AI Improves Detection of Gastric Neoplasms During Routine Endoscopies

Brandon May

August 13, 2021

NEW YORK (Reuters Health) — The use of an artificial intelligence (AI) system during upper gastrointestinal (GI) endoscopies significantly cut the number of missed gastric neoplasms compared with conventional endoscopy not powered by AI, according to new research.

"The system has the potential to assist endoscopists in obtaining targeted biopsies and reducing gastric neoplasm miss rates in clinical practice," Dr. Honggang Yu of the Renmin Hospital of Wuhan University, in China, told Reuters Health by email.

The first-line tool for detecting gastric neoplasms is white-light endoscopy; however, the subtle nature of these neoplasms and the varying skills among endoscopists can result in missed lesions.

While previous research suggests trained AI models can improve the detection rate of early gastric cancer during white-light endoscopy, many of these studies were retrospective and rarely confirmed in randomized trials, Dr. Yu and his colleagues note in The Lancet Gastroenterology & Hepatology.

In their new study, they tested an AI system designed to identify focal lesions and detect gastric neoplasms during endoscopy. They enrolled patients from the Renmin Hospital who were undergoing routine upper GI endoscopy for either screening, surveillance, or assessment of symptoms.

The patients were randomly assigned to undergo AI-assisted upper GI endoscopy first followed by routine upper GI endoscopy (n = 907) or routine upper GI endoscopy first followed by AI-assisted upper GI endoscopy (n =  905). At the end of the second examination, researchers performed targeted biopsies for all detected lesions.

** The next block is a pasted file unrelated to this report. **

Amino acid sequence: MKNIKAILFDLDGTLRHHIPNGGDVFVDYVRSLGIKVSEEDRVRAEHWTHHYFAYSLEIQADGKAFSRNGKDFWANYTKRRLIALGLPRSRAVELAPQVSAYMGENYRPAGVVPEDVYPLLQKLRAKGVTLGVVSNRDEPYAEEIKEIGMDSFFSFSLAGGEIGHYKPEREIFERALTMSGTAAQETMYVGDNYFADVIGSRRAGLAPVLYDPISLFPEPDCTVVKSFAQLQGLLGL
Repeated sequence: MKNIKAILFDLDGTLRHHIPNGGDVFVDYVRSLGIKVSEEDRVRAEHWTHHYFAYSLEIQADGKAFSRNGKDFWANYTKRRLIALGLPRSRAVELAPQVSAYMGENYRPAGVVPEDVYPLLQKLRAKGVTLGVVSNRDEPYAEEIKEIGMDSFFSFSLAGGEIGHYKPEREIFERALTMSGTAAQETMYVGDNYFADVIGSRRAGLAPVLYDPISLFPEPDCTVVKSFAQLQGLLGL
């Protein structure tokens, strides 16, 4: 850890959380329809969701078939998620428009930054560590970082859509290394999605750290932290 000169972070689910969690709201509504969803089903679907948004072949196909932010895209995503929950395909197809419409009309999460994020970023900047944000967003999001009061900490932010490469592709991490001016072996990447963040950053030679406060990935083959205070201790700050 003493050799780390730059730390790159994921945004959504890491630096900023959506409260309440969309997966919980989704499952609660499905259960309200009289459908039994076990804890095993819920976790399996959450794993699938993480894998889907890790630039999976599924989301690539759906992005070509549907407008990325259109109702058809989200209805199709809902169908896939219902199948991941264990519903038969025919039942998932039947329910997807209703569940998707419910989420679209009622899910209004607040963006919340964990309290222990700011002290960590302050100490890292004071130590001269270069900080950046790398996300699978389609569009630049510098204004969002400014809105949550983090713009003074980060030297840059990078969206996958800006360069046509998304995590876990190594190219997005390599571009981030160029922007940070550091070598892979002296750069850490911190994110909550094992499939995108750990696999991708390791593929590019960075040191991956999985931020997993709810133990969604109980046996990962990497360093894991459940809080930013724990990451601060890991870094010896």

The AI system used by the researchers, ENDOANGEL-LD, is a deep-learning-based system designed to detect focal lesions in the gastric mucosa. Dr. Yu told Reuters Health in an email that the AI system has been applied in approximately 350 hospitals in China.

"The system can achieve real-time diagnosis during endoscopy and does not affect the routine endoscopic operation," he explained, adding that using the tool did not increase procedure time.

In the study, patients who underwent AI-assisted upper GI endoscopy first had a significantly lower gastric neoplasm miss rate compared with those who first underwent a routine GI endoscopy without AI (6.1% vs 27.3; P = .015).

The miss rate per patient was 6.4% in the AI-first group versus 25.6% in the routine-first group (P = .024).

Bleeding from a post-biopsy targeted lesion was the only adverse event reported. This event, which was managed with hemostasis, was reported in the routine-first group.

An advantage of AI that the researchers didn't expect to find, according to Dr. Yu, was that the system could build a communication bridge between endoscopists and assistants.

"According to feedback from endoscopists and nurses who used the system in clinical practice, it could expedite communication and increase the efficiency of biopsy," Dr. Yu said. "In future AI clinical trials, time cost and satisfaction evaluations of endoscopists and assistants could be added to evaluate the effects of AI on improving working efficiency."

The study did not have commercial funding.

SOURCE: https://bit.ly/3C1BGF5 Lancet Gastroenterology & Hepatology, online July 20, 2021.

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